A few weeks ago, I suddenly wondered how come Singapore did not have a global chip maker like Taiwan Semiconductor Manufacturing Company (TSMC). In case you don’t know, TSMC is the company that makes chips (for mostly Apple) that power your smartphone which you are probably using to read this right now.
And last week, Wall Street Journal reported that TSMC is planning to build a chip factory in Singapore. The report said that negotiations are under way with the Singapore government, which may help to fund the factory construction.
If you think about it, Singapore has all the ingredients to house a major chip foundry (a manufacturer that make chips for other companies) that rivals Samsung and TSMC. We have a long history in semiconductor business, a well-educated talent base and stable political landscape.
So what happened? Jon Y provided a really good run down of what happened to Singapore’s Chartered Semiconductor Manufacturing, which was supposed to be Singapore’s very own TSMC.
TLDR? Basically, Singapore lost its edge due to fierce competition from the likes of Samsung and TSMC, lack of demand and a global financial crisis then. Essentially, a case of wrong place and wrong time.
Nevertheless, as of 2020, Singapore still accounts for nearly 5% of the world’s wafer fabrication capacity and has a 19% share of the global semiconductor equipment market, according to a report by AsiaTimes.
While Singapore’s chip-making business is nowhere near the size and expertise of South Korea and Taiwan, we should be grabbing the opportunity to become a major chip maker in the midst of a still ongoing global pandemic, fears of global recessions and uncertainty brought about by the war in Ukraine.
In fact, Singapore has been slowly reviving its semiconductor industry bit by bit (pun intended). US semiconductor maker GlobalFoundries announced plans last June to invest S$5.4 billion in a new semiconductor factory here.
Last October, German manufacturer Siltronic started constructing a new wafer manufacturing facility with an investment of S$3 billion. Not to mention, Soitec – a French company specialising in making semiconductor materials – invested S$440 million in Singapore to scale up its operations here.
These investments might be encouraging. But Singapore will need to do more if it really wants to become a major player in the global semiconductor industry. The Wall Street Journal report said that the potential Singapore TSMC chip factory will make chips between 7 nanometer (nm) and 28nm. These are older chips that will not make it to the next generation flagship smartphones, but instead power electric vehicles or smart home devices.
On the other hand, Samsung and TSMC are already working on the latest cutting-edge 3nm and 5nm chips. Singapore will need to be able to expand on its chip design and expertise in order to compete with the big boys.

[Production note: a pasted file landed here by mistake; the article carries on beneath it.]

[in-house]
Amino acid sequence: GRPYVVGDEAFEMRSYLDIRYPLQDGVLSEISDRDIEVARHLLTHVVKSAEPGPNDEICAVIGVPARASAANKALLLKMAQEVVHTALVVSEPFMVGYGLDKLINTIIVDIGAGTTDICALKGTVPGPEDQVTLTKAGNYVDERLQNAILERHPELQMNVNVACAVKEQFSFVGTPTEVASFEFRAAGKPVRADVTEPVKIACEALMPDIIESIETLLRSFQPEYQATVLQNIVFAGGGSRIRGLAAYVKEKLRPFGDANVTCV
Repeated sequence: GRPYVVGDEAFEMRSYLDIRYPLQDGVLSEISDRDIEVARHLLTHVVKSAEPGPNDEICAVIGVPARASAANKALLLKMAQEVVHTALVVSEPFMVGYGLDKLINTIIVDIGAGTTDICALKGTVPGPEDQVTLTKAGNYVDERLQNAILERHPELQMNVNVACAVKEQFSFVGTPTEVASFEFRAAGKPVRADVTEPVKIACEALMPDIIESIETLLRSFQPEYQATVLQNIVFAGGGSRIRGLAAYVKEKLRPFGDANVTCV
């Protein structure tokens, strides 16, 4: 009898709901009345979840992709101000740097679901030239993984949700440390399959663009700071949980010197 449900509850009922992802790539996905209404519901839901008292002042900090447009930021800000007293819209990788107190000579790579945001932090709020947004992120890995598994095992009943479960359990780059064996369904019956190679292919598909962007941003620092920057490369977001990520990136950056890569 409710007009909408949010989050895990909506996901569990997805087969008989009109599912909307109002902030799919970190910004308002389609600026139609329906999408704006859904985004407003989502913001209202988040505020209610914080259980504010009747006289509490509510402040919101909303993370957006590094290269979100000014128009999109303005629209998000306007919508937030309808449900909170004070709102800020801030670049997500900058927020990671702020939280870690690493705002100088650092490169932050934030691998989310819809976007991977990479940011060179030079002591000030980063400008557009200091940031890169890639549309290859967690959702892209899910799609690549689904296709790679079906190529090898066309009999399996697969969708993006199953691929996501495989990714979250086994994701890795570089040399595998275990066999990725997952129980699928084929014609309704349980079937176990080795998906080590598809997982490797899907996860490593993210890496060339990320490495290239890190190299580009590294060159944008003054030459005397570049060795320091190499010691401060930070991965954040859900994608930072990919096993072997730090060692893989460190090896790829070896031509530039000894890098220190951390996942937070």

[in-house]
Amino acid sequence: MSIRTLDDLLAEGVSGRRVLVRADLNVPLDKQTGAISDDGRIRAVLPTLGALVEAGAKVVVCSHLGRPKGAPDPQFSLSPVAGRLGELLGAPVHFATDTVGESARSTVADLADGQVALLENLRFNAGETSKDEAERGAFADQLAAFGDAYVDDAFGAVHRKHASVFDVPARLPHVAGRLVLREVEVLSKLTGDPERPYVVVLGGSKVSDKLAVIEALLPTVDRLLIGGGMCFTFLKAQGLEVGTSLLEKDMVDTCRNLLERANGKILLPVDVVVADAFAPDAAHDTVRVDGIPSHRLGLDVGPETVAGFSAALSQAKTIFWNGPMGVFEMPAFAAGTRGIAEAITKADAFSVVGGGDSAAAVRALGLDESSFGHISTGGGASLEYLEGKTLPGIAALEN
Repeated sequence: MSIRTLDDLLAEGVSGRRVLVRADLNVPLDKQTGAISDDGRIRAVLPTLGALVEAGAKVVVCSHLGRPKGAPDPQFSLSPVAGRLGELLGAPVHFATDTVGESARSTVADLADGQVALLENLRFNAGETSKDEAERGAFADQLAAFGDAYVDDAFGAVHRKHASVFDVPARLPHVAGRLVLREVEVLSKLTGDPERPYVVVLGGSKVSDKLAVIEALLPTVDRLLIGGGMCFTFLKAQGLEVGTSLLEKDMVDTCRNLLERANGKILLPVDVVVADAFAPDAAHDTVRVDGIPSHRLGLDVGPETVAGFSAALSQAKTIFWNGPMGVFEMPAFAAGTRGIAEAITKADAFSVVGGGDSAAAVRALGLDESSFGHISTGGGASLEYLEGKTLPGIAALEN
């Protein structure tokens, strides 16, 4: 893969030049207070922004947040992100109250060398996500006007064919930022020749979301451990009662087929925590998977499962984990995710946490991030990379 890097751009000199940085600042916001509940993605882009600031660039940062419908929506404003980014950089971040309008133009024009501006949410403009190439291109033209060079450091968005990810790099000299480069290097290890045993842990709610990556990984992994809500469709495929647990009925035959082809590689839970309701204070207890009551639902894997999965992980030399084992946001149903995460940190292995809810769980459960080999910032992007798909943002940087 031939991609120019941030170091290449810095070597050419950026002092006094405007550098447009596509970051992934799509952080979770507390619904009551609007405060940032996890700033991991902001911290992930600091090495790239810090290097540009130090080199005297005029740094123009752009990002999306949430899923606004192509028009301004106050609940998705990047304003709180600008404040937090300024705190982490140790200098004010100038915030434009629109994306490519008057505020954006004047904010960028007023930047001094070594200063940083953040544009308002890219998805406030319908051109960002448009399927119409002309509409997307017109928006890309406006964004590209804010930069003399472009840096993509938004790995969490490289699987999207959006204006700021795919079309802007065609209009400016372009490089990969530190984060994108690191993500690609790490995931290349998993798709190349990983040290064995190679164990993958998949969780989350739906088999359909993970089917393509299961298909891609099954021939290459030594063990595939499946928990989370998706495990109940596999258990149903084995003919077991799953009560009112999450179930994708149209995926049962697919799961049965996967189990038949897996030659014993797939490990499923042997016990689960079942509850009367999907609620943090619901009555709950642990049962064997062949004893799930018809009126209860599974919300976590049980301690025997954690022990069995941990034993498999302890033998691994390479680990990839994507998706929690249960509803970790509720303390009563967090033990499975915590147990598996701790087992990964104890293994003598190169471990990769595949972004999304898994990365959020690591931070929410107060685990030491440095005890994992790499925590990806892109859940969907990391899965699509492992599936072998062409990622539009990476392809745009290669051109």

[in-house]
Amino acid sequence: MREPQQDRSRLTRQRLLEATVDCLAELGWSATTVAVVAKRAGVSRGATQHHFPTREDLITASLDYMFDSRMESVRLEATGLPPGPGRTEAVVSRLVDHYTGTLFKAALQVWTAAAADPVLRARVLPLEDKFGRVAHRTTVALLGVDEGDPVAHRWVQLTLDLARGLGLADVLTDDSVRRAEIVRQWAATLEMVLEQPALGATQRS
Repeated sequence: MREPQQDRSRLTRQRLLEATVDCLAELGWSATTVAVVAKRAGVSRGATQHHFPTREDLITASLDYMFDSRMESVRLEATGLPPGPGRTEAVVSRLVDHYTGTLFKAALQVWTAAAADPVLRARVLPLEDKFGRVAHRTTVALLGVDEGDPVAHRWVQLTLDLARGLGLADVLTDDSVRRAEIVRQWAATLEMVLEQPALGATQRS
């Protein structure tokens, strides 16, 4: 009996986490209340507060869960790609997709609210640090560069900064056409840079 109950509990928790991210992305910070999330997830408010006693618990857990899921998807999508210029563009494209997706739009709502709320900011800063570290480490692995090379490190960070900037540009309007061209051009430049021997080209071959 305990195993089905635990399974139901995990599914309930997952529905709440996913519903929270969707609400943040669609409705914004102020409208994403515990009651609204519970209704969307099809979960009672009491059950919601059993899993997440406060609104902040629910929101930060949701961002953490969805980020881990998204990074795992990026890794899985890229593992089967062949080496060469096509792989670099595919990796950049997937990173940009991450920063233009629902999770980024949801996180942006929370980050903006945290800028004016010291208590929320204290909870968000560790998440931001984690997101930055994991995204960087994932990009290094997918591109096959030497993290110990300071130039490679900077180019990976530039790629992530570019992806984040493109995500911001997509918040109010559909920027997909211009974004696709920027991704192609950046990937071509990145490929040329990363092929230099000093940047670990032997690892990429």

And it will definitely not be easy. South Korea and Taiwan will always have a head start. Even with the vast resources of China, analysts estimated it will take at least 5 years for the world’s 2nd biggest economy to catch up with them in terms of chip-making technology.
Costs will be another big issue. Taiwan has cheaper production costs than Singapore while still having a high-skilled talent pool.
Nevertheless, Singapore has to do it. This is especially so if it is to play an integral role in the 5th Industrial Revolution. There have been all these talks about Singapore getting into Industry 4.0 technologies such as artificial intelligence, Big Data, Internet of Things, augmented and virtual reality and 5G.
Chips and processors are needed to power all these technologies. If Singapore can become a major chip maker again, it will become integral to the world’s economy and technological progress.
The biggest advantage Singapore has, apart from its excellent geographical location for shipping out chips, is its calm geopolitical situation. South Korea is technically still at war with North Korea with the latter launching ballistic missiles every now and then. Taiwan will always have a target behind its back, since China has not ruled out a war to retake the island.
Imagine if war is to occur in South Korea or Taiwan, the entire world will be totally crippled by the lack of chips. On the other hand, Singapore is in a much calmer geopolitical situation. We should use this to our advantage, as this might outweigh the costs of setting up.
Of course, TSMC has taken steps to diversify its manufacturing operations building factories in the US and Japan. But its main factories are still in Taiwan. And yes, US and Japan have doubled down in building its own chip-making facilities. But these countries have higher costs than Singapore.
Most importantly, Singapore needs another Chartered Semiconductor Manufacturing like Taiwan’s TSMC. Despite all the investments from foreign semiconductor entities, we need a chip foundry that we can call our own. If not, we run the risks of these foreign companies pulling their investments out of here in the future.
In 2019, Raj Kumar wrote in Tech in Asia about the challenges facing Singapore and the need to take a lead role in the semiconductor business again.
I am with him on this. We need to ignite our semiconductor business quickly, if Singapore is to be a leading global player in technology. If not now, we might never have the chance again.